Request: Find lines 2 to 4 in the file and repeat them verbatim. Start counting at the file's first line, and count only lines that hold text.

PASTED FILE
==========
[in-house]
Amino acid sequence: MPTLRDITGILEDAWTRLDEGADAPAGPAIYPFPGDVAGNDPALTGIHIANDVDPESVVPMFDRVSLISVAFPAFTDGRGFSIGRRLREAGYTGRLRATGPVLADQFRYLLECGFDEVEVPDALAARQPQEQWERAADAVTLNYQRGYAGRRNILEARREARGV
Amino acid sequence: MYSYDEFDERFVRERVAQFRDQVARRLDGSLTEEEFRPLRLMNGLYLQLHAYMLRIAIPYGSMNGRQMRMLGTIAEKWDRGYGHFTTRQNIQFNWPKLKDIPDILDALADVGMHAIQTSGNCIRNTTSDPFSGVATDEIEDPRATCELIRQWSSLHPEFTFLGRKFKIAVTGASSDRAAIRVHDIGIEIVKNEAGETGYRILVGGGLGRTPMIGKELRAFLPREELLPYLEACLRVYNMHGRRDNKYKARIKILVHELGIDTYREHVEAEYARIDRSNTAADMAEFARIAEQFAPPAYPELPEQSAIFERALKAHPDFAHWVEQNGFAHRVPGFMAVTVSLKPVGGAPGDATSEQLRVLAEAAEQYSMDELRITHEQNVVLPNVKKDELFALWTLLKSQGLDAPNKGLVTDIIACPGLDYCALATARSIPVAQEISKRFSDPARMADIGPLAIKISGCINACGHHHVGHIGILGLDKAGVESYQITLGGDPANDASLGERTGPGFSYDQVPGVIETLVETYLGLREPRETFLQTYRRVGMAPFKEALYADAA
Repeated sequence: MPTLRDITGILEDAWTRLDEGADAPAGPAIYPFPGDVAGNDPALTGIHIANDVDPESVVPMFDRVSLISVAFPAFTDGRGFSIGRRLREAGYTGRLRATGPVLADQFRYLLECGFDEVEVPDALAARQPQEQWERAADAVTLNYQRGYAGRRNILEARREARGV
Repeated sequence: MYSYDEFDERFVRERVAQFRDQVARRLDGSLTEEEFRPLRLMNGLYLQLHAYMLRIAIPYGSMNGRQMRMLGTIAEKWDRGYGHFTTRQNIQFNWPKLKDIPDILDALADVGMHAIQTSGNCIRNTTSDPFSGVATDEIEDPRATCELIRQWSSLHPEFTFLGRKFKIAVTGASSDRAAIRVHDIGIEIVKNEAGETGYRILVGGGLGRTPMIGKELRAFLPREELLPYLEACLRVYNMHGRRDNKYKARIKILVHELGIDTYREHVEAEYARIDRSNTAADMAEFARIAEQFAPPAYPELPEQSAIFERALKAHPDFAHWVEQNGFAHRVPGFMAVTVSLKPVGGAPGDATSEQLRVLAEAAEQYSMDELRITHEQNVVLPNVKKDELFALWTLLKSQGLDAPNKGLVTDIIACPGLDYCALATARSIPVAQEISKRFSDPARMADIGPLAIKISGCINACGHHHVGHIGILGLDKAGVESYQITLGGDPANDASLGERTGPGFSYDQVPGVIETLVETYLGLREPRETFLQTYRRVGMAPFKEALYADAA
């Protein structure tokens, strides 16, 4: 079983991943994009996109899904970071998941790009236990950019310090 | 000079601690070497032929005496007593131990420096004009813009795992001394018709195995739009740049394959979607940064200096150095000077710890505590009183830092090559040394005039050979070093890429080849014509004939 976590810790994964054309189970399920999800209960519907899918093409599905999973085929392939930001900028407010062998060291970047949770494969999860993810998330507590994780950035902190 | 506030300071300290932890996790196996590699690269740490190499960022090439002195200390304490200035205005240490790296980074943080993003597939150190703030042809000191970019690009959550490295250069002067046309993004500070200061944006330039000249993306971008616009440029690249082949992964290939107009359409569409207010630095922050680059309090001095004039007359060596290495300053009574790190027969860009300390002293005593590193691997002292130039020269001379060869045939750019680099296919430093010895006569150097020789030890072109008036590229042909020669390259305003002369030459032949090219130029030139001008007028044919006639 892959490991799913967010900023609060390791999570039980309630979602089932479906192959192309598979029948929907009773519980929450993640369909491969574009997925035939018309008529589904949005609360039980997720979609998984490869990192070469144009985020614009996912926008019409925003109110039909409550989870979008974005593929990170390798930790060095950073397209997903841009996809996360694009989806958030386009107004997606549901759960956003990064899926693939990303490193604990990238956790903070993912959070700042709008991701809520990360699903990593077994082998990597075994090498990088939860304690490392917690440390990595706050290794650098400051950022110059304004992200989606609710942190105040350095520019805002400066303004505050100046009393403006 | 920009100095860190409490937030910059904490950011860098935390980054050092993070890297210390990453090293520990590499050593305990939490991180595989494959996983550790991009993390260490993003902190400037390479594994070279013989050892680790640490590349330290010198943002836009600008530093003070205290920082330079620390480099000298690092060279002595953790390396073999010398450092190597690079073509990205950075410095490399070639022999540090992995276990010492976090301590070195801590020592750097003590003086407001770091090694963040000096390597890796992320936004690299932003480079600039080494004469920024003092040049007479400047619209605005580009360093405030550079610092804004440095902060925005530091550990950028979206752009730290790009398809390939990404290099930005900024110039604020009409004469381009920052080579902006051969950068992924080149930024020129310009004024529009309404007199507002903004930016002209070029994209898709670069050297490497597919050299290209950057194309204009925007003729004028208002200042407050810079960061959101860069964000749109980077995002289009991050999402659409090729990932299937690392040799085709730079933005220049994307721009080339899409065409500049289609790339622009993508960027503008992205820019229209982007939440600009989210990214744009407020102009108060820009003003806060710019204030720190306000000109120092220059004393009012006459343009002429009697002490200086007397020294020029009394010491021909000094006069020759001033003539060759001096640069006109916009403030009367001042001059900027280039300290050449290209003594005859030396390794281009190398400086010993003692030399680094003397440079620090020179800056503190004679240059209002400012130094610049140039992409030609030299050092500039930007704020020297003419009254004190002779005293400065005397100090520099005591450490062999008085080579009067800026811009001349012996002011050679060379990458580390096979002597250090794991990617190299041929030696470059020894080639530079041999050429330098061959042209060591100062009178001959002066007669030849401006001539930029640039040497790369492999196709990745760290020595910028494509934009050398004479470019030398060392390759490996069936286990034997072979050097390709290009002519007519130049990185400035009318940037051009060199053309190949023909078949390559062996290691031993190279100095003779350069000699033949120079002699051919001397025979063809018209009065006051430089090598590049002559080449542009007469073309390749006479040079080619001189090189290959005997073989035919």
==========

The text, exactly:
Amino acid sequence: MPTLRDITGILEDAWTRLDEGADAPAGPAIYPFPGDVAGNDPALTGIHIANDVDPESVVPMFDRVSLISVAFPAFTDGRGFSIGRRLREAGYTGRLRATGPVLADQFRYLLECGFDEVEVPDALAARQPQEQWERAADAVTLNYQRGYAGRRNILEARREARGV
Amino acid sequence: MYSYDEFDERFVRERVAQFRDQVARRLDGSLTEEEFRPLRLMNGLYLQLHAYMLRIAIPYGSMNGRQMRMLGTIAEKWDRGYGHFTTRQNIQFNWPKLKDIPDILDALADVGMHAIQTSGNCIRNTTSDPFSGVATDEIEDPRATCELIRQWSSLHPEFTFLGRKFKIAVTGASSDRAAIRVHDIGIEIVKNEAGETGYRILVGGGLGRTPMIGKELRAFLPREELLPYLEACLRVYNMHGRRDNKYKARIKILVHELGIDTYREHVEAEYARIDRSNTAADMAEFARIAEQFAPPAYPELPEQSAIFERALKAHPDFAHWVEQNGFAHRVPGFMAVTVSLKPVGGAPGDATSEQLRVLAEAAEQYSMDELRITHEQNVVLPNVKKDELFALWTLLKSQGLDAPNKGLVTDIIACPGLDYCALATARSIPVAQEISKRFSDPARMADIGPLAIKISGCINACGHHHVGHIGILGLDKAGVESYQITLGGDPANDASLGERTGPGFSYDQVPGVIETLVETYLGLREPRETFLQTYRRVGMAPFKEALYADAA
Repeated sequence: MPTLRDITGILEDAWTRLDEGADAPAGPAIYPFPGDVAGNDPALTGIHIANDVDPESVVPMFDRVSLISVAFPAFTDGRGFSIGRRLREAGYTGRLRATGPVLADQFRYLLECGFDEVEVPDALAARQPQEQWERAADAVTLNYQRGYAGRRNILEARREARGV